Things you need to know about stiff person syndrome
A progressive syndrome that is rare and primarily affects the brain and the nervous system.
A stiff person syndrome is a unique neurological disorder. The affected displays abnormal postures and even emotional distress. The disease affects women two times more than men. 
- Cannot be self-diagnosed
- Treatment options not available
- Treatment to support symptoms available
- May require a reference to medical history
- May need a blood test and electromyography
Stiff person Syndrome (SPS) is an autoimmune neurological disorder. The disease is rare and affects significantly the quality of life. Notable symptoms are stiffness in muscles in limbs, walking difficulty, postural deformity, and others.
Not self-diagnosable - To confirm the disease, the doctor shall need to perform many tests.
The affected will have postural deformity and sensory issues as notable symptoms.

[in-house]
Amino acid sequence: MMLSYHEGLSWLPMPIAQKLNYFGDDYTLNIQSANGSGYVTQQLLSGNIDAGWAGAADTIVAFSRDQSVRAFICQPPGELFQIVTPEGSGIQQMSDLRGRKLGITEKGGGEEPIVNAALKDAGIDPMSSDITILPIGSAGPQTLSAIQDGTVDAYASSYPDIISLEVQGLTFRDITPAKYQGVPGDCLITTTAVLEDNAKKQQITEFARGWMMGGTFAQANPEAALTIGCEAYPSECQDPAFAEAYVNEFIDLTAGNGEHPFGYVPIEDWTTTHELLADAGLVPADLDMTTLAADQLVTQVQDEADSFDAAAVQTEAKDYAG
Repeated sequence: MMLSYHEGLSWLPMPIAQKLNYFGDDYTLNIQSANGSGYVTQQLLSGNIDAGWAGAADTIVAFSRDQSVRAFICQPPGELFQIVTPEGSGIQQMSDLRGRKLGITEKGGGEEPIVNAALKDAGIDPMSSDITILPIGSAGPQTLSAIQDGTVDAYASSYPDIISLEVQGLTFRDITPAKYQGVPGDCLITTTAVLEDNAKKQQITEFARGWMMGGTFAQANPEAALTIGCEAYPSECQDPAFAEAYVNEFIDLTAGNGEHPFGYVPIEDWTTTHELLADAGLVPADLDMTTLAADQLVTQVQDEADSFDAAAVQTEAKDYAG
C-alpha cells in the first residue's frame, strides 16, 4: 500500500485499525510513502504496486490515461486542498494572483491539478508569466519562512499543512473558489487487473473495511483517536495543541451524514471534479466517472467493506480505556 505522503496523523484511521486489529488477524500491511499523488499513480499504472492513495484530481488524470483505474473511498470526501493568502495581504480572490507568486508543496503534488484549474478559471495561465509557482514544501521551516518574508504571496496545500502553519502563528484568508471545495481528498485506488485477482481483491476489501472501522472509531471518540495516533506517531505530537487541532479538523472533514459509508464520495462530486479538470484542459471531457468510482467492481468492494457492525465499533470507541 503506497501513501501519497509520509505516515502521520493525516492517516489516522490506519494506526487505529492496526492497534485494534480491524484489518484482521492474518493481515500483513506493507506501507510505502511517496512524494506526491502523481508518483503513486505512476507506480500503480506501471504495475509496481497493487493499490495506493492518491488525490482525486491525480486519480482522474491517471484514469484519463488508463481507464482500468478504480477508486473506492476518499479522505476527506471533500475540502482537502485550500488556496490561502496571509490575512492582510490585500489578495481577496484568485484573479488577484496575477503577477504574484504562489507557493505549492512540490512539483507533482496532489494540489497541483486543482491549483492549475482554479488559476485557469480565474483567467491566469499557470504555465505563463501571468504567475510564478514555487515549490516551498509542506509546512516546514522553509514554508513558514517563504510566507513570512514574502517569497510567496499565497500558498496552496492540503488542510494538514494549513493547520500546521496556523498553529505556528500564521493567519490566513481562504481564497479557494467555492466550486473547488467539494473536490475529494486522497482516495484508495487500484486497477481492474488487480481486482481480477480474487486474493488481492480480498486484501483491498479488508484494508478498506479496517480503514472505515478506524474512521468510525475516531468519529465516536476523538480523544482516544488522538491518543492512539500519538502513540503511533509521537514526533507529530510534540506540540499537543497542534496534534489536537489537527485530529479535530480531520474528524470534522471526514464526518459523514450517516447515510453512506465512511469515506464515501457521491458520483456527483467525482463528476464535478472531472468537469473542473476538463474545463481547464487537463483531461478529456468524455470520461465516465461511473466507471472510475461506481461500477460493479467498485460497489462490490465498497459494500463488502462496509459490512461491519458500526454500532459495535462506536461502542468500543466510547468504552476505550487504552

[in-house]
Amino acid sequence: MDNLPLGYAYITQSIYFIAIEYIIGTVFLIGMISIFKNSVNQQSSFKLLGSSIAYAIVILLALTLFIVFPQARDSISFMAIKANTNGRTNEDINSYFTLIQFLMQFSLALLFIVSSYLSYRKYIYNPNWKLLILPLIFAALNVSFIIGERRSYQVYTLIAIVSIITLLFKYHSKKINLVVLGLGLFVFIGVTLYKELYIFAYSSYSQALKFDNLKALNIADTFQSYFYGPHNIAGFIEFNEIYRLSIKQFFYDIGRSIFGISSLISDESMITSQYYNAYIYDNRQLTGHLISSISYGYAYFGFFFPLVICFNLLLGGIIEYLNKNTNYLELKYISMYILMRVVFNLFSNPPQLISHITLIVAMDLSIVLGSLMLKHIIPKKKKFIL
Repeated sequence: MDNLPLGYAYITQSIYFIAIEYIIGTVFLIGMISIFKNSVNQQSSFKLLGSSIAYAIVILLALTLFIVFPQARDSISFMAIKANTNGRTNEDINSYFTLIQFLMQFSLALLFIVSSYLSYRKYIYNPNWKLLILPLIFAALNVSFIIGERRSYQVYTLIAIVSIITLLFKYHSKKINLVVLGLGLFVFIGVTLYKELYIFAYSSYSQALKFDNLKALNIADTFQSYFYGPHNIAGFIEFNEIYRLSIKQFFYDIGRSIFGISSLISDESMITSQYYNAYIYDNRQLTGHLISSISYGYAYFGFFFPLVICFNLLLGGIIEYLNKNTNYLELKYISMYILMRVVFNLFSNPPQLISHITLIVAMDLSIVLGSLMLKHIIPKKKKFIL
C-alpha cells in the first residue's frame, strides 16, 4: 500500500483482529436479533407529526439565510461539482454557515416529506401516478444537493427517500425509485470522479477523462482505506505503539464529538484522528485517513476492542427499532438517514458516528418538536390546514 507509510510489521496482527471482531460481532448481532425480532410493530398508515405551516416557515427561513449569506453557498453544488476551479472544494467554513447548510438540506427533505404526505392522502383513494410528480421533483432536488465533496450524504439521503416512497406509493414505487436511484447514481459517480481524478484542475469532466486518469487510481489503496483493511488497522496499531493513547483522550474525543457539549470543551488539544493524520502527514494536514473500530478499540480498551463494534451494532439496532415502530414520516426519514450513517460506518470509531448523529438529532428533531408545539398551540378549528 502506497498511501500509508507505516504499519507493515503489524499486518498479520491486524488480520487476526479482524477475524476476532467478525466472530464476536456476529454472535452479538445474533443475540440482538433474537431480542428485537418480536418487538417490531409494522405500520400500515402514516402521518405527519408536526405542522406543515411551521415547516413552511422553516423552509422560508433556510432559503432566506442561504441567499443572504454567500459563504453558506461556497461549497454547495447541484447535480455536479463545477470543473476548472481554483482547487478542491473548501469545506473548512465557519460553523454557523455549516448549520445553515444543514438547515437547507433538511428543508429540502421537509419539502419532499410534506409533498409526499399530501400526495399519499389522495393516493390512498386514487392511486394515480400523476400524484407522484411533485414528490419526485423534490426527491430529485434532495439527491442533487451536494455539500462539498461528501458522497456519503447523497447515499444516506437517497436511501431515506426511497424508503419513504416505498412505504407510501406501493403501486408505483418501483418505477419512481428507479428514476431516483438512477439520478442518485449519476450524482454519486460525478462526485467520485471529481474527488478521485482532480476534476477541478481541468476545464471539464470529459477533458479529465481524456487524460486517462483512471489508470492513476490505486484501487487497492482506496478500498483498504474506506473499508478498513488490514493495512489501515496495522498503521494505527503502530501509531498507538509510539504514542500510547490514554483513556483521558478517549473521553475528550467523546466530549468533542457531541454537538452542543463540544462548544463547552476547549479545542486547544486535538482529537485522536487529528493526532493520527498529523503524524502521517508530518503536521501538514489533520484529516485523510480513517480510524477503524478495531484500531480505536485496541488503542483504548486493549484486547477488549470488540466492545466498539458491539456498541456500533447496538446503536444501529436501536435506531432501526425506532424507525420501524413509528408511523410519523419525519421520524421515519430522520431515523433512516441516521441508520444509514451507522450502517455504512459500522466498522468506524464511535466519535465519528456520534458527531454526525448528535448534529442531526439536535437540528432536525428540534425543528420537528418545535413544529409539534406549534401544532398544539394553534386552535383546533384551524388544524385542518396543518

Panic attacks are also seen.
Difficulty is seen in walking.
The person with SPS can have emotional distress and depression and anxiety.
Muscle stiffness can spread to face.
Self-Care: There is no definite treatment of the condition as such. Only supporting the symptoms can be done as a part of self-care.
Medicines: Patients with SPS respond to high doses of anticonvulsants and other appropriate medications.
Intravenous immunoglobulin (IVIg) treatment can reduce stiffness.
Benzodiazepines are useful to slow down the nervous system and reduce spasms.
Physical therapy is helpful to support the muscles on treatment.
Specialists: The patient should be consulted with a neurologist and professional who is specialized in genetics. At mfine, you can find the holistic health care support.